In Cottage Grove we cast about to find the city end of the Row River Trail. After searching for parking, we unloaded the bikes, stashed the gear from the trailer in the bus, and set off to follow the bike trail eastwards. There was a huge organized bike ride going on for the weekend which had all the downtown section of Main Street closed off to car traffic. There were ride volunteers at many of the street crossings, which eased our ride to the city outskirts. We came to the day’s first covered bridge at Mosby Creek. We crossed the river on a steel railroad bridge a few yards away. The next covered bridge we saw across a field, with no direct access. We had to cycle beyond it then back on Row River Road to see Currin Bridge. When we continued on, such was the enthusiasm of the group that all members charged gung-ho on up the trail beyond the road crossing before the last in line realized that that crossing had been the intended turn around point; it was where we had first gotten on the trail the day before. We ended up doing the climb to the dam again. After a full afternoon of biking a wide variety of roads, including some particularly steep sections which required a few riders to walk their mounts up the inclines, we rode to a nearby Dairy Queen (scouted when we first entered Cottage Grove the day before) for a well-earned treat. Then it was time to return to the bus to load up the bikes for the drive back to Portland. On the 2.5-hour drive north the gray skies cleared, leaving smudgy clouds like pencil-erased holes in the blue sky. We arrived at Catlin on schedule at 5:00 pm.
This was a marvelous trip. The weather was fine, the spring greenery and flowers very scenic. The biking was easy and low key, the on-trail parts particularly beautiful and soothing. The covered bridges were plentiful and varied. The crew was wonderful: friendly, inclusive, enthusiastic, helpful, adept at keeping themselves amused, and despite the wide range of biking, camping, and outdoor program experience, they stuck together and enjoyed themselves and the group.
Climbing Mt. Hood (Oregon’s tallest peak) is not always blue skies and sunshine.
- To learn to work together as a group
- To face challenges and difficulties and successfully overcome them
- To learn mountaineering skills
- To have fun!
The summit-bound group broke into nicer weather above and made its way to the top, arriving at 11:50 a.m. The summit was devoid of other climbers, but also of any view whatsoever.
A large and enthusiastic group of 22 Catlin students made the journey to southern Oregon on a late April weekend. Leaving the campus after classes on a warm Thursday afternoon the big yellow school trundled its way down to Indian Mary campground along the Rogue River where the kids set up tents to protect them during a showery night. Friday morning the group was up by 6:15 a.m. and made the short drive to the put-in where Graves Creek meets the Rogue River. The first day was "splashy" with lots of students taking the dive into the chilly waters. By mid afternoon all six boats were tied up at the Rogue River Ranch. On Saturday morning the group quickly entered Mule Creek Canyon, with its beautiful canyon walls and numerous waterfalls. Shortly thereafter all the boats pulled over for a detailed scout of Blossom Bar, the big and sometimes frightening challenge on the wild Rogue. This year it turned out that the river levels were high enough to allow a passge down the right side of the river over some drops and rapids, avoiding the Picket Fence altogether. The rest of the day was spent in conversation and playing games on the individual boats. After landing the boats and derigging them, the team boarded the bus and headed north to Humbug State Park. It was a rainy night but everyone stayed dry and made an early exit to begin the long drive back to Portland.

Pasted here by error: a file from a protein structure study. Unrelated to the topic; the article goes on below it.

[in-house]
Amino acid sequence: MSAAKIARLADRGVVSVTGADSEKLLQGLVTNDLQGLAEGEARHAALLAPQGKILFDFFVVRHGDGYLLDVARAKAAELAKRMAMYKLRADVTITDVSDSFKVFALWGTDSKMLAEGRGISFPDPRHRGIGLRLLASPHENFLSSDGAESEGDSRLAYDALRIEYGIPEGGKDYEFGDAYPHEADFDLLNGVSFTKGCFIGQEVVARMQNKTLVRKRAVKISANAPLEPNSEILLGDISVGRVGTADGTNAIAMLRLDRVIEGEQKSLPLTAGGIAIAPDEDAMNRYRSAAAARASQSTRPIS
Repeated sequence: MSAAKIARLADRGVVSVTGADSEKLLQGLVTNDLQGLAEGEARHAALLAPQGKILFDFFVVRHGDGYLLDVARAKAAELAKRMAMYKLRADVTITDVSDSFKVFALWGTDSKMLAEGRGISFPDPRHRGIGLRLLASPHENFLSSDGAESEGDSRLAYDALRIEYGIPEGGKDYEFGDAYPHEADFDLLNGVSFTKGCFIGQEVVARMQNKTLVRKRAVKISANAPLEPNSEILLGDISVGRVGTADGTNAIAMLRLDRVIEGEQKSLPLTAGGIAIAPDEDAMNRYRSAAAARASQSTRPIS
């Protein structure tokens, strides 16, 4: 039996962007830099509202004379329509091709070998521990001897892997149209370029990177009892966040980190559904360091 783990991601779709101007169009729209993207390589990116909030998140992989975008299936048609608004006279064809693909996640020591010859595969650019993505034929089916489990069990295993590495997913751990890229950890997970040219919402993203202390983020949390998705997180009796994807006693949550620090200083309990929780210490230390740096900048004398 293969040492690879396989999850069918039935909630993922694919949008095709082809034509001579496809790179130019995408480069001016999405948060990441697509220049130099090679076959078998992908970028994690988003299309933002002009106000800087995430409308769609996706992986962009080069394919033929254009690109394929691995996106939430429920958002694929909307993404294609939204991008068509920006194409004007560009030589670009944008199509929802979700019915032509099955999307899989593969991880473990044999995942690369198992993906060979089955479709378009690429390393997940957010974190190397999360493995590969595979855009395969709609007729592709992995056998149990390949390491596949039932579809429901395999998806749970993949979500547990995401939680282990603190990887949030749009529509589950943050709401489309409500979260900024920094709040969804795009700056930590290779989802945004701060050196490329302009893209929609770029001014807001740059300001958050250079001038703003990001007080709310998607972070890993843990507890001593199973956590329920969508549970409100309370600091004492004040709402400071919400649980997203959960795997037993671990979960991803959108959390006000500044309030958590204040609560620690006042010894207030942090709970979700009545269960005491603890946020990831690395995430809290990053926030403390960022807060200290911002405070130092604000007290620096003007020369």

A group of 30 students and leaders spent a wonderful sunny weekend at Smith Rock State Park in central Oregon, developing their rock climbing skills. On the first day the group split into fiove smaller bands and set up operations at various spots aroiund the park. That evening everyone travelled to Redmond for a fine meal of burgers and pizza before pitching their tents at Skull Hollow Campground in the grasslands. On Easter Sunday we made an early start and were able to have our pick of the great climbs all day.
Eighteen bold students set sale from Anacortes, Washington as part of their Winterim adventure. Over the five days the group sailed to Matia, Sucia, Jones, Orcas and Lopez islands. The group even managed to sail up into the Canadian Gulf islands for an afternoon, and also saw some porpoises. There were lots of man overboard drills, cards played and hiking adventures on land.